I'm not sure that there is a problem here (note, I don't use this ISP). When sending outgoing mail, you should always be using your ISPs SMTP server anyway (your ISP is supposed to provide you with this service), but your From address can be anything you like. In reality, nothing changes for the end-recipient.
My ISP has always blocked port 25, and I don't even have an email address from them - but I use their SMTP server for sending all my mail.
Thanks. It's resolved. ISP started blocking port 25 (meanwhile, my isp email inbox gets so much junk addressed to seemingly everyone at the isp that I don't even check that address anymore; i suspect they sell mailing lists but who knows). I had them manually unblock port 25 for my account.
A few big ISP's in Australia have blocked port 25 for a while now.
It means that I can't send any email from my domain, and am forced to use my ISP email account.
If anyone knows a workaround, pls let me know :)
Have you tried just asking them to unblock it for your account?
If they hadn't been able to unblock me, I was just going to switch to cable (the same way I saved their $50 moving fee when I threatened to go to cable, haha).
Some hosts now allow SMTP on port 26 for this very reason.
Perhaps a word with your hosting provider might yield a solution.
I have noticed that the ISPs throughout the United States block port 25 in some states while the same ISP in other locations do not.
The problem using your ISP to send the email - some email providers might hold your email to verify that it did come from the correct provider
What is the purpose of blocking port 25? I have never even looked at the mailbox provided by my isp.
I always use the smtp servers at my hosting provider. I use different email addresses for each of my sites. I'd be in a heap of trouble if my isp blocked port 25. The CANSPAM Act says we can't spoof our "from" addresses, so I have actual legitimate mailboxes for each of my sites.
There appears to be some misunderstanding here. On ISP networks which block port 25, that means that you can only use your ISPs SMTP server to send mail. You can't use a locally-based SMTP server (such as on your own computer), nor can you use a remote one. The advantage is that even if the 99% of unpatched Windows PCs on the ISPs network are infected with trojans, they can't be used to send a few billion spam emails because the trojan's internal SMTP server can't make an outbound connection. This is a good thing on domestic networks, but a hassle on business connections.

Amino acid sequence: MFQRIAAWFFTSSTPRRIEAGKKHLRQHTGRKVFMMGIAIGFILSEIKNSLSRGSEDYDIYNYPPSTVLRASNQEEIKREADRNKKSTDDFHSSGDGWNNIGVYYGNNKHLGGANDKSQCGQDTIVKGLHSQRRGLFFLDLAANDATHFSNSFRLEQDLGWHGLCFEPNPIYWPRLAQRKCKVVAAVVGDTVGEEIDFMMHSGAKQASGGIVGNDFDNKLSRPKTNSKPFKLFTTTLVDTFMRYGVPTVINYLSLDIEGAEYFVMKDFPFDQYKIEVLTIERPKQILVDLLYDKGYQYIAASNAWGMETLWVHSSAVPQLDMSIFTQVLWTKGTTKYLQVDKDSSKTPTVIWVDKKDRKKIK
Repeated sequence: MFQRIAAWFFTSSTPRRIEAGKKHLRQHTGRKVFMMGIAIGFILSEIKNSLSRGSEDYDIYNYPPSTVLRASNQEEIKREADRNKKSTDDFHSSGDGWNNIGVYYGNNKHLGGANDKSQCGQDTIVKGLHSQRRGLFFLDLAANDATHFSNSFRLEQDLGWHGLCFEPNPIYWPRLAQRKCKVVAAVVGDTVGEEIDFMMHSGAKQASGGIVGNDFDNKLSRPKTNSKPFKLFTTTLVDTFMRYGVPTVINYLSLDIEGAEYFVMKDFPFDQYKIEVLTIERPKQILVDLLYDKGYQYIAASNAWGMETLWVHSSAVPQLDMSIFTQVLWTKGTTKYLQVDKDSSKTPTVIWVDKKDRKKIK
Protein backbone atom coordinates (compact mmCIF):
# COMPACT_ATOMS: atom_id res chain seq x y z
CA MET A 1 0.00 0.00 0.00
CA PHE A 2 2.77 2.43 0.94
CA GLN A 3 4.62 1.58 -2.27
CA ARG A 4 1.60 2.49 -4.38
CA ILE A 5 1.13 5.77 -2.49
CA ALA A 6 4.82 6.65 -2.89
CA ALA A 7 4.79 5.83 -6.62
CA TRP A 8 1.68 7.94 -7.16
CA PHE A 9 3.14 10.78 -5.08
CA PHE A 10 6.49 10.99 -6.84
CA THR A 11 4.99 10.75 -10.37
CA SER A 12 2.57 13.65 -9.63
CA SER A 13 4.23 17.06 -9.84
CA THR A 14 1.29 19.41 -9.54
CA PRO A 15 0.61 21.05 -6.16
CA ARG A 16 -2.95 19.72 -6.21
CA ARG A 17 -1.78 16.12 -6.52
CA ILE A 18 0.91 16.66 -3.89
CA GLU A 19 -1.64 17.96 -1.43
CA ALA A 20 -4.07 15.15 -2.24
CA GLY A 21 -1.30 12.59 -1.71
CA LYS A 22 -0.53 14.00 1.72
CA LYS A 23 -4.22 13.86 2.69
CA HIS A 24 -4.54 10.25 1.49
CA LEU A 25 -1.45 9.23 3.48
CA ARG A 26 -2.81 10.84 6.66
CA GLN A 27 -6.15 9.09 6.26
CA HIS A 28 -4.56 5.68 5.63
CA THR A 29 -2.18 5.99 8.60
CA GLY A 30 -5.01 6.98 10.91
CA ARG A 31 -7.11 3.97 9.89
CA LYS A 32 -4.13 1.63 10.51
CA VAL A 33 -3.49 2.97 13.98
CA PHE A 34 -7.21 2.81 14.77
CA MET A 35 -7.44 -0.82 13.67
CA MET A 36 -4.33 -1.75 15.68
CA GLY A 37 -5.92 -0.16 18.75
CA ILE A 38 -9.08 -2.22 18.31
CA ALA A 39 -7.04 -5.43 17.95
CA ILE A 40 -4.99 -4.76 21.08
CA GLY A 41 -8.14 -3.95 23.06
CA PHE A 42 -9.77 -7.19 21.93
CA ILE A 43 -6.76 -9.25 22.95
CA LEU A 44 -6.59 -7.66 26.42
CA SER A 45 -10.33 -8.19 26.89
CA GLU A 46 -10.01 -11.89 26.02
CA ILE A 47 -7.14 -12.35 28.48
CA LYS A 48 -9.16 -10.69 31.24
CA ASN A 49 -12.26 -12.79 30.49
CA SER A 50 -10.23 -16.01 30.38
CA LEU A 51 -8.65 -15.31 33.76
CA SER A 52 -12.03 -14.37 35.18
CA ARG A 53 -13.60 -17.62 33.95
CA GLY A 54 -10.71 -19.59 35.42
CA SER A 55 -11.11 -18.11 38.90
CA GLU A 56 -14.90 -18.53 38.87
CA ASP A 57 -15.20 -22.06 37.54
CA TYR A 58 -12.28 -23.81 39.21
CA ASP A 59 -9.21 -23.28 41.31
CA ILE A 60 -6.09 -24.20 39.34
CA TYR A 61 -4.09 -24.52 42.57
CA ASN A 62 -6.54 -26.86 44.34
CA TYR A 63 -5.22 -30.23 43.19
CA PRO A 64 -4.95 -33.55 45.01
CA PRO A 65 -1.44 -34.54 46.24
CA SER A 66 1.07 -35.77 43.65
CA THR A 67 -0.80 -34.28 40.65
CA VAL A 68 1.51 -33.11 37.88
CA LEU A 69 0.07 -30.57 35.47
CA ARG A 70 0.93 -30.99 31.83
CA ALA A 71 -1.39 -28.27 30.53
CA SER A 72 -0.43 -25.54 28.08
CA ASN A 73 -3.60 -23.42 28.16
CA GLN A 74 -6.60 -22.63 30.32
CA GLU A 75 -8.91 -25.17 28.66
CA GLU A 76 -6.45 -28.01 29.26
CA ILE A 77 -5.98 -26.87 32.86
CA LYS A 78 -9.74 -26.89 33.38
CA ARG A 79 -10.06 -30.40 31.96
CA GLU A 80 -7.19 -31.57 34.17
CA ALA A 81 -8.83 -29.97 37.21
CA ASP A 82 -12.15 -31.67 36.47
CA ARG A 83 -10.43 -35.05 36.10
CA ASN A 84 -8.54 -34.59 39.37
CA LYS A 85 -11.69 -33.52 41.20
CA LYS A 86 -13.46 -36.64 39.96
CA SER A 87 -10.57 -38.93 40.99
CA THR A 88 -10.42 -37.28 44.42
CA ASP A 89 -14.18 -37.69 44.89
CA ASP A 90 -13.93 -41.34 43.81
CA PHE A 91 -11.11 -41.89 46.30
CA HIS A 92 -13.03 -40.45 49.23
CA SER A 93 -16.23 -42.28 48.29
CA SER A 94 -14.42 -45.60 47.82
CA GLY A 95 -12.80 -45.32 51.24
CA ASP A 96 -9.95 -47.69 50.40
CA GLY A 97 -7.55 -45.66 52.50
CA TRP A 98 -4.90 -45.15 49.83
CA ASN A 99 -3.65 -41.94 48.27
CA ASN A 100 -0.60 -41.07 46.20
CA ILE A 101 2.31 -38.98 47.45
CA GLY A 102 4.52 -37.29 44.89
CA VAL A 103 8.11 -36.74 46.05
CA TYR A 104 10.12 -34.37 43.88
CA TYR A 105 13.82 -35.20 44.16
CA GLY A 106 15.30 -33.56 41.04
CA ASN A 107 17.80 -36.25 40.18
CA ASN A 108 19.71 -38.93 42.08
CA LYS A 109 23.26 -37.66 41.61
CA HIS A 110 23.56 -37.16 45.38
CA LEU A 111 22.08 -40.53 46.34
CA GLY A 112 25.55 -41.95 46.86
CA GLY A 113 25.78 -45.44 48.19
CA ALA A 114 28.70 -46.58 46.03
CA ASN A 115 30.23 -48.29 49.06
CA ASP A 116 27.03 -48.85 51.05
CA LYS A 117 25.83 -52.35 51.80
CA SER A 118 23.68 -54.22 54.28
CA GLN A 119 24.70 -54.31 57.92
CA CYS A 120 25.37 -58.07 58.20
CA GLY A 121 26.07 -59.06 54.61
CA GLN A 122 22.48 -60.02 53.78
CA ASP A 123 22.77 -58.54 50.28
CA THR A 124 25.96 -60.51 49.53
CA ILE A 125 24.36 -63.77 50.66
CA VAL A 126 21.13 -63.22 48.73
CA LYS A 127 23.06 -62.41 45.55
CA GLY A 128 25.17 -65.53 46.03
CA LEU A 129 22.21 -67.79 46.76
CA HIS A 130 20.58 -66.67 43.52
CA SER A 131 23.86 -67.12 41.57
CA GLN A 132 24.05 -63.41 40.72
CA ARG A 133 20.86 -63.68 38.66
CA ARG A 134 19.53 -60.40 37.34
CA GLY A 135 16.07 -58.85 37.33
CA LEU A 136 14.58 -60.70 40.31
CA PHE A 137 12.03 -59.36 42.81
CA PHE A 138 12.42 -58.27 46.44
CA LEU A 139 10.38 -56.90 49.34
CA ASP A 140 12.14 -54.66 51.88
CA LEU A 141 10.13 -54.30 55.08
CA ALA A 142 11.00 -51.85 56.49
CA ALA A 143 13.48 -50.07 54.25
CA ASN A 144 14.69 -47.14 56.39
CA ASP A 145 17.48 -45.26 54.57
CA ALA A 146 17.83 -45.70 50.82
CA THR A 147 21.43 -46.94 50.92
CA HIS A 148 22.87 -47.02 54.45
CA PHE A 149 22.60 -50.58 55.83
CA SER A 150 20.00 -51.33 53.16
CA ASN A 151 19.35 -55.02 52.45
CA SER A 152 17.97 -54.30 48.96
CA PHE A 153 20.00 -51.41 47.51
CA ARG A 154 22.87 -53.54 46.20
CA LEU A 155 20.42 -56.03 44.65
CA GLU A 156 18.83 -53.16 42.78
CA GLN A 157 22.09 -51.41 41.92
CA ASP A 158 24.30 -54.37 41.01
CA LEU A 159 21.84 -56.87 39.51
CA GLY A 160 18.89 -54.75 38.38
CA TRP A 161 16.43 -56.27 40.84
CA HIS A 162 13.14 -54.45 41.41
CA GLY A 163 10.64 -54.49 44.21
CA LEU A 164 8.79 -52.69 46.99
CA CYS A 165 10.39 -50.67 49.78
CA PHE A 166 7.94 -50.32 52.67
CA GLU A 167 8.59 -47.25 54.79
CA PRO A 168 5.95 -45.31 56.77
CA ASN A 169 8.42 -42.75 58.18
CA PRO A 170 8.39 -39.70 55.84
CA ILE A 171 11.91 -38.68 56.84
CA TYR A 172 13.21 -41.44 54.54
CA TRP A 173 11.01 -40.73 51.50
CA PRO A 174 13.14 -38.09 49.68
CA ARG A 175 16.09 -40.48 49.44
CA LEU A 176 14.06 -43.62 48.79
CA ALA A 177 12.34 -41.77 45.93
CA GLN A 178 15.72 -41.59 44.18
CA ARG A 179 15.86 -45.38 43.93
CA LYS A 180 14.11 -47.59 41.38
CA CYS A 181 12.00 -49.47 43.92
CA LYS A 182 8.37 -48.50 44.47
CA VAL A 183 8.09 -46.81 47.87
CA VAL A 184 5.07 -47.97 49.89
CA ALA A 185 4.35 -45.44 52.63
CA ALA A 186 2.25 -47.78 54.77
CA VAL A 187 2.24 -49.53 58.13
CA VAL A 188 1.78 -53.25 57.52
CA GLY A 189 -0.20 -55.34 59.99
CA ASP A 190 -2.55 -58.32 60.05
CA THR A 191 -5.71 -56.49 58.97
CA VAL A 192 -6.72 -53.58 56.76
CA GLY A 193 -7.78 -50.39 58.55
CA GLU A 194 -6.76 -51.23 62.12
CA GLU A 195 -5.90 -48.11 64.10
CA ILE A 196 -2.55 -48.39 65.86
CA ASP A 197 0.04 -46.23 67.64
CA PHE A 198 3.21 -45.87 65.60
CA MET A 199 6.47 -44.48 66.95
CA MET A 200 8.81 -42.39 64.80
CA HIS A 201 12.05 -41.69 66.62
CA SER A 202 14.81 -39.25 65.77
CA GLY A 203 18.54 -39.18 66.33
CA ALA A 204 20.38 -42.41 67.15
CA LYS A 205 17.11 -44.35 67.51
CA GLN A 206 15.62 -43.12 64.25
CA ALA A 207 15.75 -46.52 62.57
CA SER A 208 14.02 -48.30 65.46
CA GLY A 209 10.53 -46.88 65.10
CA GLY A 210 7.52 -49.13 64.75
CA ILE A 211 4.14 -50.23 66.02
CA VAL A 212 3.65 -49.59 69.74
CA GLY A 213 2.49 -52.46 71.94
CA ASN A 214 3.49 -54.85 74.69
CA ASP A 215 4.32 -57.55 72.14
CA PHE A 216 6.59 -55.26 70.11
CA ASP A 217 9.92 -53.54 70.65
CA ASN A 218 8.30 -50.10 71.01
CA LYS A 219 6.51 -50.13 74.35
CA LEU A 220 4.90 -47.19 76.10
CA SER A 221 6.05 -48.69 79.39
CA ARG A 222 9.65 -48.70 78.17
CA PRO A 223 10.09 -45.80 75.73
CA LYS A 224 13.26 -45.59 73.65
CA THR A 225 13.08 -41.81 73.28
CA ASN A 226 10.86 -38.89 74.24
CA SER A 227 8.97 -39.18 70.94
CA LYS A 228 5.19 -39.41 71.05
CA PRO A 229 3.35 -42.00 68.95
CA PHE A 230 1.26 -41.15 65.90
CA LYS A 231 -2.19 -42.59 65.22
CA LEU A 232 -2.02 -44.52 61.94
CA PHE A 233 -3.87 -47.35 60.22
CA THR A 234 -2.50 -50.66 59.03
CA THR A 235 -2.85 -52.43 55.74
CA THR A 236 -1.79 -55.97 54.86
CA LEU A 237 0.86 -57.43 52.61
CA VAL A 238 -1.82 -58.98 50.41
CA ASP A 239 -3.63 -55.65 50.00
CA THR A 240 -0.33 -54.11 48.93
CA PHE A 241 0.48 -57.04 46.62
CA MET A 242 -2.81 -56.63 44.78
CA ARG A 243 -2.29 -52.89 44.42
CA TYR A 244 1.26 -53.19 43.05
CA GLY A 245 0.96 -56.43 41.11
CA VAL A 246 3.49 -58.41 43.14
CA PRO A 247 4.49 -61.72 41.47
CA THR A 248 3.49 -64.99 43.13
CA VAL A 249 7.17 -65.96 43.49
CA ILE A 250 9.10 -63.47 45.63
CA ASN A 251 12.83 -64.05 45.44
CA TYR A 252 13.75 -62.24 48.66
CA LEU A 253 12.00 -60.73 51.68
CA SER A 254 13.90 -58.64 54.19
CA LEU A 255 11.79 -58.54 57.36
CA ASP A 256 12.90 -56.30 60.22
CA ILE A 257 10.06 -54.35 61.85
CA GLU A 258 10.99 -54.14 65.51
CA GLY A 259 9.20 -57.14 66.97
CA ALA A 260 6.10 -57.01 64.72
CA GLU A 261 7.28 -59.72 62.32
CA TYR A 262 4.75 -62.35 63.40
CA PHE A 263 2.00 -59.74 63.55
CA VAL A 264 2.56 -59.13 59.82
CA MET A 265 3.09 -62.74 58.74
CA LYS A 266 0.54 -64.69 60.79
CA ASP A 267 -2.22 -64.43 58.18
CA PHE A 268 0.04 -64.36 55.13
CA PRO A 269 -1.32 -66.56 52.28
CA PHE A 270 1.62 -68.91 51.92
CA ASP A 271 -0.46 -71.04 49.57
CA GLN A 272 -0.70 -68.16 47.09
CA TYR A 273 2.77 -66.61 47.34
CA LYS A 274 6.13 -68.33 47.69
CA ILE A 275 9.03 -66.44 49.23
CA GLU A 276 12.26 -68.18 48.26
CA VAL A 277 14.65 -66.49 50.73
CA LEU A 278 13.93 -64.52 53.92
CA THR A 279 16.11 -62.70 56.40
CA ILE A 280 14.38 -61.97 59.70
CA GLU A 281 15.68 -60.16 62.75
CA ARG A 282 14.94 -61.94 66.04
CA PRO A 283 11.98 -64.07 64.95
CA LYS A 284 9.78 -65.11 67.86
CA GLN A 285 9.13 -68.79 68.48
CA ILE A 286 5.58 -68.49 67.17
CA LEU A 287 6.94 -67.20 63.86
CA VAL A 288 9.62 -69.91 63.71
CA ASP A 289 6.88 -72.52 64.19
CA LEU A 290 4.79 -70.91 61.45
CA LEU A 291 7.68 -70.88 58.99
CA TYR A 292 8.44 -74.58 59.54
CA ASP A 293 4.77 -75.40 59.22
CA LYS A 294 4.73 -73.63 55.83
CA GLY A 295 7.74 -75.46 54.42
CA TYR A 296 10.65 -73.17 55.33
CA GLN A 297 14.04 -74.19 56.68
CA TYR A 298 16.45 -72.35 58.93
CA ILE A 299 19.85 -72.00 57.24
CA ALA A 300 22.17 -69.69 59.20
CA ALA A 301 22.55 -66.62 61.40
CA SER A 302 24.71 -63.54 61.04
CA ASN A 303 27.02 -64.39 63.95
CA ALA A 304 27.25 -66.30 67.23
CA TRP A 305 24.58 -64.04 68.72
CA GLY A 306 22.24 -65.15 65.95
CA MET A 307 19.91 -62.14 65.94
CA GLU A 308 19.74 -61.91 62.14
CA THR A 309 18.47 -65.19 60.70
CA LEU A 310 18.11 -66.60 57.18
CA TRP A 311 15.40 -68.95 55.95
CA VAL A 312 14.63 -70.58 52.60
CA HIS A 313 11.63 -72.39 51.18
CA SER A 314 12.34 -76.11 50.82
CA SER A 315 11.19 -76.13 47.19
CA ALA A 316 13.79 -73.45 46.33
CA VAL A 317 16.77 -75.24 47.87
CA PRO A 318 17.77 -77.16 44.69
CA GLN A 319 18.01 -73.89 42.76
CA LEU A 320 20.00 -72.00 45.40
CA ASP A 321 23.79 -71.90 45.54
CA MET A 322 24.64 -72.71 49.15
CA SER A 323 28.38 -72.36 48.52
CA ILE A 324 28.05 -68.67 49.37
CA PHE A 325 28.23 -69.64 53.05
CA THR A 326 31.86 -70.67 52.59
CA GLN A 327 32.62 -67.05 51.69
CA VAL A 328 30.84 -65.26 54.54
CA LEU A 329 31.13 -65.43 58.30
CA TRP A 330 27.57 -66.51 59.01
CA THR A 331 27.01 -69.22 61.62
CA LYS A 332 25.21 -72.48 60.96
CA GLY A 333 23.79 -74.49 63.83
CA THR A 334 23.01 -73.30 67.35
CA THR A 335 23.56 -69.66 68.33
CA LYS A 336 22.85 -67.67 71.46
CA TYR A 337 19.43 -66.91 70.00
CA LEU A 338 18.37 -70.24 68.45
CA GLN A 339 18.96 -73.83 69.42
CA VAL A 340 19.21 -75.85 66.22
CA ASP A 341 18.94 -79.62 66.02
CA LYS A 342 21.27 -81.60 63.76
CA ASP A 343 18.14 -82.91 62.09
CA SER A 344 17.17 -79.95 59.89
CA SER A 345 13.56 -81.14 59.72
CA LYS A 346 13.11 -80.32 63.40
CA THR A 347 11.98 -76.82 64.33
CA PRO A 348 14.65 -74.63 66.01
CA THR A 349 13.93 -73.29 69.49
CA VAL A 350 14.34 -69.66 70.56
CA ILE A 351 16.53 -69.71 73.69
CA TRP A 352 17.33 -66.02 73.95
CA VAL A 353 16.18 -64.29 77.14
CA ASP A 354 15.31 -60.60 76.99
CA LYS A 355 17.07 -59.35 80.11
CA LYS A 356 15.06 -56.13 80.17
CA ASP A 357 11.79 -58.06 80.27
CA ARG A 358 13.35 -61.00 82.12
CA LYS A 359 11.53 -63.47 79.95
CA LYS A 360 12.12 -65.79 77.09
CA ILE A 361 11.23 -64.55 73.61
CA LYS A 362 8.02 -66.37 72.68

Since time immemorial on the internet, the convention is to use your ISPs SMTP server for sending mail. You don't need to use a different SMTP server for each account, you don't need to use your hosting company's server, and you're not faking the return address if you do it this way (because it is the valid return address) so CAN-SPAM has nothing to do with it.
There is no relation between a POP3 incoming mail account provided by your ISP and their SMTP server for sending mail. Just because you don't use the former doesn't mean that you can't or shouldn't use the latter. In an ideal world, you wouldn't need to block port 25, but in reality, it helps cut down on spam.
Thanks, encyclo. I didn't think about trojans blasting messages from all the infected pc's.
<< Since time immemorial on the internet, the convention is to use your ISPs SMTP server for sending mail. >>
I've been on the internet since before the www, and this is a convention I did not know about.
Anyway if I just use my isp's smtp server and put different return addresses for my domains, the incoming messages to those domains will go to the correct mailbox, and I can still get them off the pop3 server. And that complies with canspam?
Looks like I have a little work to do to configure all the servers in my mail client.